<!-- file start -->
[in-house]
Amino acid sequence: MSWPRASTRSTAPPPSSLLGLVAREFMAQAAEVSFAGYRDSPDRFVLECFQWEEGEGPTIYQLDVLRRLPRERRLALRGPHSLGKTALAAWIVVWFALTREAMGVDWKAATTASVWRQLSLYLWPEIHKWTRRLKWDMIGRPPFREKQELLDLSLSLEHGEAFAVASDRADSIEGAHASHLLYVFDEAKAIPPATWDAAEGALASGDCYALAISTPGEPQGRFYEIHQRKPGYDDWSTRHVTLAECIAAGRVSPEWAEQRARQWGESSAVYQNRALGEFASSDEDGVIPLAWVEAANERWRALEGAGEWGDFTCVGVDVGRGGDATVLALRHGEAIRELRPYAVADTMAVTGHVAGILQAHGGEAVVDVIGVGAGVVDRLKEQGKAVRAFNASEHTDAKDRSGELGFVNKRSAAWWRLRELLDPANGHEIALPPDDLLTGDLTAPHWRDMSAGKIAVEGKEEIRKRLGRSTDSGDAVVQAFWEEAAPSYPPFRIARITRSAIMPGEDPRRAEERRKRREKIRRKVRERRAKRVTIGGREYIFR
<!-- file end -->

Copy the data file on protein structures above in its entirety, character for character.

[in-house]
Amino acid sequence: MSWPRASTRSTAPPPSSLLGLVAREFMAQAAEVSFAGYRDSPDRFVLECFQWEEGEGPTIYQLDVLRRLPRERRLALRGPHSLGKTALAAWIVVWFALTREAMGVDWKAATTASVWRQLSLYLWPEIHKWTRRLKWDMIGRPPFREKQELLDLSLSLEHGEAFAVASDRADSIEGAHASHLLYVFDEAKAIPPATWDAAEGALASGDCYALAISTPGEPQGRFYEIHQRKPGYDDWSTRHVTLAECIAAGRVSPEWAEQRARQWGESSAVYQNRALGEFASSDEDGVIPLAWVEAANERWRALEGAGEWGDFTCVGVDVGRGGDATVLALRHGEAIRELRPYAVADTMAVTGHVAGILQAHGGEAVVDVIGVGAGVVDRLKEQGKAVRAFNASEHTDAKDRSGELGFVNKRSAAWWRLRELLDPANGHEIALPPDDLLTGDLTAPHWRDMSAGKIAVEGKEEIRKRLGRSTDSGDAVVQAFWEEAAPSYPPFRIARITRSAIMPGEDPRRAEERRKRREKIRRKVRERRAKRVTIGGREYIFR